The stories you won't see
I give credit to my first grade teacher for instilling a love of journaling. It was a Steno notebook, which I still have and take out when I want to prove to my kids that I had a legitimate dream of joining the circus as a clown.
Since then, a little notebook next to my bed at night has been a constant companion for most of my life. It brought me through all of the ridiculous drama of my early teen years and the miserable years that most people know as “high school.” In my cleverness and having taken a few years of German language, there are pages and pages of my deepest darkest secrets all scribbled in a foreign language that my parents couldn’t read even if they tried. (This is when I wish I had remained fluent.)
My college years and the questions that come with the unavoidable task of growing up are well documented, complete with my most favorite entry. “There’s a new guy in the geology class I’m assisting with. He’s cute.” That page is living proof that the idea of love at first sight really happens, and we’ve got over 16 years of marriage and three fun-loving kids to prove it.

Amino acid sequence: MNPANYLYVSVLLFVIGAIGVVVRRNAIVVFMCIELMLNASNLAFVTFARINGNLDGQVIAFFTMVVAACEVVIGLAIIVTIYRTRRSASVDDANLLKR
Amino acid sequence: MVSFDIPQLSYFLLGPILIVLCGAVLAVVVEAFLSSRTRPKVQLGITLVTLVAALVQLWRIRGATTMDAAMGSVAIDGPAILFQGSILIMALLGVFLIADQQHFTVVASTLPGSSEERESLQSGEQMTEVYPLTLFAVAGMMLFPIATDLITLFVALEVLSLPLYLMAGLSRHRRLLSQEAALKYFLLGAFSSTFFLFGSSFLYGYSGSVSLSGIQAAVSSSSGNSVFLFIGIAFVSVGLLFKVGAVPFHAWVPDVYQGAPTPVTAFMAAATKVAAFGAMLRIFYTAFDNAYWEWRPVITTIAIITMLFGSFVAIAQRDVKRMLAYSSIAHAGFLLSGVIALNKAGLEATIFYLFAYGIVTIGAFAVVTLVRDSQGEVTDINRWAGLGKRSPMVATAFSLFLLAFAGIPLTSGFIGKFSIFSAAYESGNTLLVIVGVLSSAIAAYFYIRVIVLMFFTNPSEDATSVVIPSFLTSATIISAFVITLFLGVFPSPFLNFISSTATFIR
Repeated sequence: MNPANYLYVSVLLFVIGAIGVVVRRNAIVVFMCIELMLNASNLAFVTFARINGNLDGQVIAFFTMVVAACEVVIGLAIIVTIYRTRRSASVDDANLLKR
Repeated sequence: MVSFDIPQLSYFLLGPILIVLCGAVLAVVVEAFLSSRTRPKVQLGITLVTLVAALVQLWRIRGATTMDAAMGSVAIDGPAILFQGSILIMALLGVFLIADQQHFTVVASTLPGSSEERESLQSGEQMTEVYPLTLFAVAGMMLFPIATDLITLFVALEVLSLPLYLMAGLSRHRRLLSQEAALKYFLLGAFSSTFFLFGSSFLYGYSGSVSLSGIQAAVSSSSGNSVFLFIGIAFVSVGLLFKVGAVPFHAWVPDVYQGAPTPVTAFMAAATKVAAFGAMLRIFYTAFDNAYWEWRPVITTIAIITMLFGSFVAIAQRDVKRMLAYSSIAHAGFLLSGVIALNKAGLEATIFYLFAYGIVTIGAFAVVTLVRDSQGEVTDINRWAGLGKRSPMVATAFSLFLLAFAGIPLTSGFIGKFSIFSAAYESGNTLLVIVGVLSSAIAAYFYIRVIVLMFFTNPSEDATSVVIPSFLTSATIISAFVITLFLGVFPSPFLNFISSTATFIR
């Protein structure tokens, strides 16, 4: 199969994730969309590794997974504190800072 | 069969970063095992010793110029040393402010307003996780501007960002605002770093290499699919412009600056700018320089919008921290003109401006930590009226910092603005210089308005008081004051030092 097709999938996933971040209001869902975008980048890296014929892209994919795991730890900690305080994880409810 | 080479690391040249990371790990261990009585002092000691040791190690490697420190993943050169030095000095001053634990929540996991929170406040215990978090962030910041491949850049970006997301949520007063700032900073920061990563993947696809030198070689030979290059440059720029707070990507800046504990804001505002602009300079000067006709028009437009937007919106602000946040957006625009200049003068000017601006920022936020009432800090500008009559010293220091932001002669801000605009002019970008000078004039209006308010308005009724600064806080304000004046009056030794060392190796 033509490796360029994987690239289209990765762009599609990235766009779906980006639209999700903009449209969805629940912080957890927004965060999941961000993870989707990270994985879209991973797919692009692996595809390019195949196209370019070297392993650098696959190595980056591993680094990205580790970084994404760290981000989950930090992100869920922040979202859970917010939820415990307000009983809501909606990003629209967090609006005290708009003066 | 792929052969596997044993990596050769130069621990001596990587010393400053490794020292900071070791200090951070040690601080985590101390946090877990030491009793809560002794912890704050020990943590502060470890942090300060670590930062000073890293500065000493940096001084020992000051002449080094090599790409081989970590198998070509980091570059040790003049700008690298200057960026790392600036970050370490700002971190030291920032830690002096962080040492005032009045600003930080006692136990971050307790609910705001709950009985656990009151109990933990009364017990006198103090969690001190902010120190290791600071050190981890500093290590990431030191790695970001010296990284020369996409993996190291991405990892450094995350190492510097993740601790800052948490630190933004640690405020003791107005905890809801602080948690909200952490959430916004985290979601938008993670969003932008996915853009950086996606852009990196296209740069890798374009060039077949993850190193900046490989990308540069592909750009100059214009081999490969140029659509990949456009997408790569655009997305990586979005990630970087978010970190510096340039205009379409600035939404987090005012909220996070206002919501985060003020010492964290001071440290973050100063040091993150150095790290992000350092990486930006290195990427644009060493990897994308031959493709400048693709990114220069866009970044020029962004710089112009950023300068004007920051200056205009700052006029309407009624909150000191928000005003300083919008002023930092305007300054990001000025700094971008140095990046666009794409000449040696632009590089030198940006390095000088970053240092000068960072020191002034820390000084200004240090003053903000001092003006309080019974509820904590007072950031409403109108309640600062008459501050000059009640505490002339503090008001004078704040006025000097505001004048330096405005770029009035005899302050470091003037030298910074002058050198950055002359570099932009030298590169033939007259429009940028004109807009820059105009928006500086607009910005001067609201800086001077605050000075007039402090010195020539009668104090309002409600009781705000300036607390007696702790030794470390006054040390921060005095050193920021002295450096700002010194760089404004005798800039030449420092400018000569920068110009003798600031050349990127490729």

With all of this growing up, I found myself having less and less time to write about the happenings of the day. What few entries there are, are all scribed in illegible chicken scratch at the last few seconds of my day before exhaustion took over. At some sad point in my life, I realized it was more important to feed my family and make sure we could find a clear path through the house than to log the day’s happenings or write fairly tacky poetry about dreams and feelings that speckled my youthful journals.
From time to time, when I had a decent story to share about what was going on I would write out a letter in digital form and email it to the friends I had accumulated along the way. “You’re so funny, Karrie. You should write a column in the newspaper.”
Part of me questioned if I wanted to share my life with so many, but the other half of me knew that logging my life with weekly deadlines might be the only way to actually do it.
And that’s how it all started, over ten years ago.
Since then I’ve let those unfinished journals collect dust instead of my memories, which now lay in shoe boxes in the form of newspaper clippings. But old dogs can remember their own tricks, I think, which is why my new year will be met with the challenge to find time for both—a story to share with all of the many friends I’ve met through these printed pages, and my very own notebooks filled with sleepy handwriting.
It may be one sentence and not as deep and profound as I used to think I was, but they will be my thoughts, my life, my daily ups and downs and if I’m lucky, a whimsical clown dream every now and then. In English.
Originally written 1.3.15